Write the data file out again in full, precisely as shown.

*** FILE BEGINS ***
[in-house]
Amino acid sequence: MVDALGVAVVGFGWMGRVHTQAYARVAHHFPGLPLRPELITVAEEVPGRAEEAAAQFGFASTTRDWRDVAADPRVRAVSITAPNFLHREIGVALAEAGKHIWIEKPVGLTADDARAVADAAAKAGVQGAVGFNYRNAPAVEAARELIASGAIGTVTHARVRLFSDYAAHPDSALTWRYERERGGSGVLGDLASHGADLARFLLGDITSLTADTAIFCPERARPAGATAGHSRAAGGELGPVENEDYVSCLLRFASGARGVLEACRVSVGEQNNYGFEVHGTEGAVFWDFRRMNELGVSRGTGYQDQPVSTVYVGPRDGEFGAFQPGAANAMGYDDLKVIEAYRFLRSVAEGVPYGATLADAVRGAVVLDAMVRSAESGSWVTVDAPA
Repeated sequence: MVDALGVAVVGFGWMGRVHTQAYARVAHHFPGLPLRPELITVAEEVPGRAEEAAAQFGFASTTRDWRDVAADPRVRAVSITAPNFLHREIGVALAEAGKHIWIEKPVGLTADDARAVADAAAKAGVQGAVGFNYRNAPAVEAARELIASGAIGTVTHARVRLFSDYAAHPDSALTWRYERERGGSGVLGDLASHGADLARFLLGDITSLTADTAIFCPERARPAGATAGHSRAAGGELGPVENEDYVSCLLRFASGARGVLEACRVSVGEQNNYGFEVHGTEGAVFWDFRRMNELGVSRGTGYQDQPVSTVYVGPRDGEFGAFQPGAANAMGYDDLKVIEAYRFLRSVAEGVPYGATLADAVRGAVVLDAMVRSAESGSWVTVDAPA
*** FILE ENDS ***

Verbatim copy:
[in-house]
Amino acid sequence: MVDALGVAVVGFGWMGRVHTQAYARVAHHFPGLPLRPELITVAEEVPGRAEEAAAQFGFASTTRDWRDVAADPRVRAVSITAPNFLHREIGVALAEAGKHIWIEKPVGLTADDARAVADAAAKAGVQGAVGFNYRNAPAVEAARELIASGAIGTVTHARVRLFSDYAAHPDSALTWRYERERGGSGVLGDLASHGADLARFLLGDITSLTADTAIFCPERARPAGATAGHSRAAGGELGPVENEDYVSCLLRFASGARGVLEACRVSVGEQNNYGFEVHGTEGAVFWDFRRMNELGVSRGTGYQDQPVSTVYVGPRDGEFGAFQPGAANAMGYDDLKVIEAYRFLRSVAEGVPYGATLADAVRGAVVLDAMVRSAESGSWVTVDAPA
Repeated sequence: MVDALGVAVVGFGWMGRVHTQAYARVAHHFPGLPLRPELITVAEEVPGRAEEAAAQFGFASTTRDWRDVAADPRVRAVSITAPNFLHREIGVALAEAGKHIWIEKPVGLTADDARAVADAAAKAGVQGAVGFNYRNAPAVEAARELIASGAIGTVTHARVRLFSDYAAHPDSALTWRYERERGGSGVLGDLASHGADLARFLLGDITSLTADTAIFCPERARPAGATAGHSRAAGGELGPVENEDYVSCLLRFASGARGVLEACRVSVGEQNNYGFEVHGTEGAVFWDFRRMNELGVSRGTGYQDQPVSTVYVGPRDGEFGAFQPGAANAMGYDDLKVIEAYRFLRSVAEGVPYGATLADAVRGAVVLDAMVRSAESGSWVTVDAPA